What if a player was already of Hall of Fame caliber and used PEDs only for part of his career? How about players who admit they used only in the last year or two of their careers but had already built up statistical totals that normally lead to election, like 3,000 hits or 500 home runs?
To assist the voters, MLB and the Hall of Fame should create a panel that examines these issues. Officials from the league, the player’s union, the Hall of Fame, as well as leading experts in testing and PEDs should be included on that panel. At consistent intervals, this panel would issue a report that shares the latest research on the effects of PEDs on the human body, performance, etc. Also, the panel would examine each player who has been in violation of the drug policy and issue a report on all that is known about their drug activity. That report would be prepared and made available to the public and the voting body no later than 12 months prior to their eligibility for the Hall of Fame ballot. That’s four years after they last played a game, and actually there wouldn’t be that many players who would need to be examined, just those who met a threshold for consideration on the HOF ballot.
The panel would be empowered to summon witnesses and experts if needed to make their recommendation, and they could potentially rule that a player was ineligible to appear on the ballot due to the use of PEDs during their playing career.
A natural result of the work of this panel would be that every player who was added to the ballot would have some sort of standing in regards to their PED use or suspected use during the “steroid era.” Call it their “Clean Score”.
As long as MLB does a good job in step #1 – enforcement – they will have fewer players being scrutinized as the years pass. For those steroid guys on the ballot, voters will have a wealth of research and documentation to help them make a more informed opinion, or if the player’s transgressions were egregious enough, they wouldn’t be on the ballot at all.
3. Hall of Fame Voting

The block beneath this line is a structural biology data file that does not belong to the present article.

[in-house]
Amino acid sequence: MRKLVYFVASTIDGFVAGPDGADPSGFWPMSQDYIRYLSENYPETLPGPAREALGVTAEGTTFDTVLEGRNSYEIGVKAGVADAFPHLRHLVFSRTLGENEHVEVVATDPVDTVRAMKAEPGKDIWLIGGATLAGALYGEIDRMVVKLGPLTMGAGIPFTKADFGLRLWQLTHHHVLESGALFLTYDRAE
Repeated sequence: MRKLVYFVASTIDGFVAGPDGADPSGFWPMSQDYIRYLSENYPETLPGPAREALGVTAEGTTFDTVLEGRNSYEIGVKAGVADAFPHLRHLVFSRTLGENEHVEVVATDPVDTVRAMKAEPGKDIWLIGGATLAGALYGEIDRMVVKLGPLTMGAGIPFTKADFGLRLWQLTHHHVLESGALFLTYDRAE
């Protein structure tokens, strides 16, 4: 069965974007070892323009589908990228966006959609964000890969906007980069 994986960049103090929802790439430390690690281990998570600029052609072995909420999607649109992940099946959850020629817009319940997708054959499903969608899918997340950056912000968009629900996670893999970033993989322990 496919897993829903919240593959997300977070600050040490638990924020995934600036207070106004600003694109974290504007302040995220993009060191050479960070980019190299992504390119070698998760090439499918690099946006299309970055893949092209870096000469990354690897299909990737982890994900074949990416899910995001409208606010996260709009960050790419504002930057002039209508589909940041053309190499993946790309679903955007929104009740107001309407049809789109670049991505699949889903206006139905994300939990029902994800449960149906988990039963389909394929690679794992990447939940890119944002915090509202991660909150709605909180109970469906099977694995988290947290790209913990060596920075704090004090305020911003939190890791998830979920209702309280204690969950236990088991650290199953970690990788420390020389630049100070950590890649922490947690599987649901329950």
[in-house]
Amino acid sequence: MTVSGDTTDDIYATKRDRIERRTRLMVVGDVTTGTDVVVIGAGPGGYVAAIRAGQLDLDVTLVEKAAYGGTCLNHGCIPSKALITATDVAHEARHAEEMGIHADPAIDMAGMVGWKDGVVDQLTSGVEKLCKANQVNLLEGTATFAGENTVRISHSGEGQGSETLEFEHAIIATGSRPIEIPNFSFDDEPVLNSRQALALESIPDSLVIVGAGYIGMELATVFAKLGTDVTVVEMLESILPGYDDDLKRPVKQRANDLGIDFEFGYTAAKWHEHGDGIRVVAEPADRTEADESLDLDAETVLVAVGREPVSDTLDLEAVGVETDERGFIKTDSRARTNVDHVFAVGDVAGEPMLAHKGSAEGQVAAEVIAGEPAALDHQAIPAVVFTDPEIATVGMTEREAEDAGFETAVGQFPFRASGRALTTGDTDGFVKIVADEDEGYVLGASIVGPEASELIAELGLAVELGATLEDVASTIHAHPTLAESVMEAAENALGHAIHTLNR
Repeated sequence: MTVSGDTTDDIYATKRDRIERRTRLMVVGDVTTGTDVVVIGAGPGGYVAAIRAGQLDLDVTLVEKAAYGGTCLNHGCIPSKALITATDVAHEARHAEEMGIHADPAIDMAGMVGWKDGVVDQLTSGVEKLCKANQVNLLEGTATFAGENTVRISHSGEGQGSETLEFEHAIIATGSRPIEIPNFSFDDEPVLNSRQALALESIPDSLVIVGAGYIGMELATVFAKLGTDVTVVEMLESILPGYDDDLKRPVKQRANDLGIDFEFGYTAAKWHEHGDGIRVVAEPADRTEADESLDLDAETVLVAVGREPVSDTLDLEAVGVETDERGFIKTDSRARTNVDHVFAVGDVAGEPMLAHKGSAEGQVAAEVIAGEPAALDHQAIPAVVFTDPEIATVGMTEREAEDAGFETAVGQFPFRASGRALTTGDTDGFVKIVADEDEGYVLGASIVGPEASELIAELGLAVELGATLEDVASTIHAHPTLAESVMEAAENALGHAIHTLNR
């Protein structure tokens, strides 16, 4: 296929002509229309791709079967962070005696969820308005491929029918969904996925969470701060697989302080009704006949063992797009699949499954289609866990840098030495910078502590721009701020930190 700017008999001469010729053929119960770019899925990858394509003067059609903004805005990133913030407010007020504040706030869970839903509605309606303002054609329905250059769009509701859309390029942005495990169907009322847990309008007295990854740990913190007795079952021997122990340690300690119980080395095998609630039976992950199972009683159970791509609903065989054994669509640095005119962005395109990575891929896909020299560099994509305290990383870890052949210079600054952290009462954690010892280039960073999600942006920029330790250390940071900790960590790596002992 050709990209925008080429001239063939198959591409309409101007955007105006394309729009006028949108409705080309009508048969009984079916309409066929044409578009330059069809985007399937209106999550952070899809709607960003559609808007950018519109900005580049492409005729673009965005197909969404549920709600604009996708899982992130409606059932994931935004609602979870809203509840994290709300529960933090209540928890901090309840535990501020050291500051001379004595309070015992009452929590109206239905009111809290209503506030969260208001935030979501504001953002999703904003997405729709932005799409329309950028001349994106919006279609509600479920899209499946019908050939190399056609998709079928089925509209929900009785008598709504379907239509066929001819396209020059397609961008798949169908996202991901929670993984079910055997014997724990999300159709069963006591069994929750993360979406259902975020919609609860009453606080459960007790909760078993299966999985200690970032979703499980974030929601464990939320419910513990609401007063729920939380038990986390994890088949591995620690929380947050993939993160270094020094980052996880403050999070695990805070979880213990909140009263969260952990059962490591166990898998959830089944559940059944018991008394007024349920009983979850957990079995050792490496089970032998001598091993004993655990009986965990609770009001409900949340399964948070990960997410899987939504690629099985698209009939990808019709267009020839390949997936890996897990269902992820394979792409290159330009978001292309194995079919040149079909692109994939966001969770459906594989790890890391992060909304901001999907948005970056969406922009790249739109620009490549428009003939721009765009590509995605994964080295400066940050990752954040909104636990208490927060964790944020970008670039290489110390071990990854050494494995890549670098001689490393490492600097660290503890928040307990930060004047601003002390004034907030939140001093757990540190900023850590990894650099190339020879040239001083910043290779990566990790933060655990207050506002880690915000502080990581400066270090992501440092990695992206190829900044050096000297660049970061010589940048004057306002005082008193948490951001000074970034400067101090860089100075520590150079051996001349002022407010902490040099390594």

Since the first HOF vote in 1936, the rules of election have been the same: 75% support and must have played 10 years. Under section five of the rules, the writers are instructed to consider six factors:
- the player’s record
- his playing ability
- his integrity
- his sportsmanship
- the character of the player
- and contributions to the teams for which he played
Those all seem wonderful, right? Except that’s ALL that the rules say. There’s no elaboration. Like the Constitution, brevity of the leaves a lot of room for speculation. What’s the difference between the character and integrity of a player? Are voters to assume that all six factors carry equal weight? Is it up to the voter to decide? Even if that’s the case, how does one establish the sportsmanship of a player, and how is that distinguishable from integrity or character? I don’t think the HOF needs to rewrite this section, but they could provide a more clear explanation of the six factors.
The eligibility reports that are issued by the panel described in #2 could tailor their findings to address the six factors. Ultimately, the voters should have the liberty to weigh the factors as they wish, but for those writers looking for more help, for those writers pointing their fingers at MLB for placing them in a position to be judge and jury, it seems an elaboration of the rules would help them make up their minds.